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A Potemkin Market Exposed – Howard Marks Fears The Fed Can’t Fake-It Forever

Courtesy of ZeroHedge View original post here.

As everyone is well aware, today we’re experiencing unprecedented (or at least highly exceptional) developments in four areas: the pandemic, the economic contraction, the oil price collapse and the Fed/government response

Thus, as Oaktree Capital's Howard Marks recently wrote, despite the US stock market's apparent exuberance, a number of considerations make the future particularly unpredictable these days:

The field of economics is muddled and imprecise, and there’s good reason it’s called “the dismal science.” Unlike a "real" science like physics, in economics there are no rules that one can count on to consistently produce a given outcome, as in “if a, then b.” There are only patterns that tend to repeat, and while they may be historical, logical and often-observed, they’re still only tendencies.

In some recent memos, I’ve mentioned Marc Lipsitch, Professor of Epidemiology at Harvard’s T.H. Chan School of Public Health. In my version of hierarchy, there are (a) facts, (b) logical inferences from past experience and (c) guesses. Because of the imprecision of economics, there certainly are no facts about the economic future. Economists and investors make inferences from past patterns, but these are unreliable at best, and I think in many cases their judgments fall under the heading of "guesses."

These days, I’m often asked questions like "Will the recovery be V-shaped, or a U, W or L?" and "Which of the crises you’ve lived through does this one most resemble?" Answering questions like those requires a historical perspective.

Given the exceptional developments enumerated above, however, there’s little or no history that’s relevant to today.

That means we don’t have past patterns to fall back on or to extrapolate from. As I’ve said, if you’ve never experienced something before, you can’t say you know how it’s going to turn out.

While unique developments like those of today make forecasting unusually difficult, the presence of all four elements at once probably renders it impossible. In addition to the difficulty of understanding each of the four individually, we can’t be sure how they’ll interact. For example:

  • Will the massive, multi-faceted Fed/Treasury program of loans, grants, stimulus and bond buying be sufficient to offset the unparalleled damage done to the economy by the fight against Covid-19?

  • To what extent will the reopening bring back economic activity, and to what extent will that cause the spread of the disease to resume, and the renewal of lock-downs?

For investors, the future is determined by thousands of factors, such as the internal workings of economies, the participants’ psyches, exogenous events, governmental action, weather and other forms of randomness.  Thus the problem is enormously multi-variate. 

As Marks asks, rhetorically:

"Who can respond to this many questions, come up with valid answers, consider their interaction, appropriately weight the various considerations on the basis of their importance, and process them for a useful conclusion regarding the virus’s impact?"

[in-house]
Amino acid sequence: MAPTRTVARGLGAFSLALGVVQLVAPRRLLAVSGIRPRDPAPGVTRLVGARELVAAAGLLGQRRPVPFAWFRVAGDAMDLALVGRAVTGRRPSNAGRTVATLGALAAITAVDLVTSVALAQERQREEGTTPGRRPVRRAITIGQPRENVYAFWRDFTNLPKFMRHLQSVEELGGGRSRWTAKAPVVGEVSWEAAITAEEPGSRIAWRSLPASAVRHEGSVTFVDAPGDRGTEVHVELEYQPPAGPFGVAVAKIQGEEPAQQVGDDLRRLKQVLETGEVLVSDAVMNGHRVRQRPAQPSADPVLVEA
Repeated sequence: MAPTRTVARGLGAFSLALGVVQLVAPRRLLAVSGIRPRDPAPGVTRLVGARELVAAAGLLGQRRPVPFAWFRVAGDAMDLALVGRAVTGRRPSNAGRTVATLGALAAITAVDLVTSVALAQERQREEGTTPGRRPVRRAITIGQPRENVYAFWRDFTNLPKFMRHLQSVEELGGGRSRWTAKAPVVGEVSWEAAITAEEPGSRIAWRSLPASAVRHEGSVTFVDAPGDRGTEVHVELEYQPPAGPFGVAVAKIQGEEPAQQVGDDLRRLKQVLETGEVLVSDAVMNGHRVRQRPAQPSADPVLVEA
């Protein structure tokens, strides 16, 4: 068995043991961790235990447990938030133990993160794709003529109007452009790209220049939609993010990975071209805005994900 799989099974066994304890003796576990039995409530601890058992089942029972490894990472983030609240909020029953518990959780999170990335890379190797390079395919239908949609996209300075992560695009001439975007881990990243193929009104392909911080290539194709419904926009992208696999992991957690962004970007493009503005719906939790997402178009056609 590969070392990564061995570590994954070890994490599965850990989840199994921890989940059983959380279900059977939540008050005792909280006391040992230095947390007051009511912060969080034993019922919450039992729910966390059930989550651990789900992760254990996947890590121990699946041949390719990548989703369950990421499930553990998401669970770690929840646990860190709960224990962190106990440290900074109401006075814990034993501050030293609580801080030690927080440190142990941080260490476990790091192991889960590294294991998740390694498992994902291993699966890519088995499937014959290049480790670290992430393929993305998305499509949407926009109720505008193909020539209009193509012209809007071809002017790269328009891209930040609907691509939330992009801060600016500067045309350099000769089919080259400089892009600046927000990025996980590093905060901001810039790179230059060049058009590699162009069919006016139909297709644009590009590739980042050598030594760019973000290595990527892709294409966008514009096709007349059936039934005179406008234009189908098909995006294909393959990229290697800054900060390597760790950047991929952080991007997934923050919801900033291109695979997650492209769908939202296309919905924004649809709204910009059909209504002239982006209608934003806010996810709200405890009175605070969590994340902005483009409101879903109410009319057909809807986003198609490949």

Who indeed? Well, it would appear that as long as The Fed keeps printing, or promising to print, or promising that if things get worse it will print, everything will be awesome.

But Marks is not buying that. In a Bloomberg “Front Row” interview, the billionaire hedge fund manager asked “Can the Fed keep it up forever?”

“Those of us in the markets believe that stocks and bonds are selling at prices they wouldn’t sell at if the Fed were not the dominant force. So if the Fed were to recede, we would all take over as buyers, but I don’t think at these levels.”

And thus, the dilemma for policy-makers is no longer their mandate-driven balance of inflation and employment but the just how hard can we push the pedal to the metal to keep the wealth effect going before the engine explodes (or worse still, the financialized economy is exposed for the fallacy that is has become).

What happens, as Marks notes, when the funding runs out? (or if the funding runs out) and we have already seen credit markets – despite all the hype of Fed direct ETF intervention and issuance – are not drinking from the same Kool-Aid jug as the stock markets…

The mantra of "you can't fight the Fed" appears to be ignored by credit overall, and Marks agrees – expecting a slow and halting recovery from the COVID-19 pandemic and said “there will be plenty” of debt defaults and bankruptcies when corporate borrowers start running out of cash in the months ahead.

“There are large, highly levered companies and investment vehicles that the government and Fed rescue program is not likely to reach and take care of,” he said.

Specifically, Marks notes that while the central bank has committed to buying investment-grade bonds and debt recently downgraded to junk, it hasn’t extended that support to less-creditworthy issuers.

“They could do that,” Marks said.

“And in theory, if they bought aggressively, they could make all the markets rise. Now everyone would know that that’s a Potemkin market, a fake, and the minute they stopped things would collapse.

Finally, in one of his recent memos to clients, Marks quoted a saying:

“Capitalism without bankruptcy is like Catholicism without hell.”

In the interview, he reiterated that fear, worrying that Fed support for the credit market will result in moral hazard – the likelihood that those who escape the consequences for reckless behavior will be reckless again.

As Marks summed up in his latest letter to investors, no one can succeed in predicting things that are heavily influenced by randomness and otherwise inconsistent.

Maybe Voltaire said it best 250 years ago: Doubt is not a pleasant condition, but certainty is absurd.


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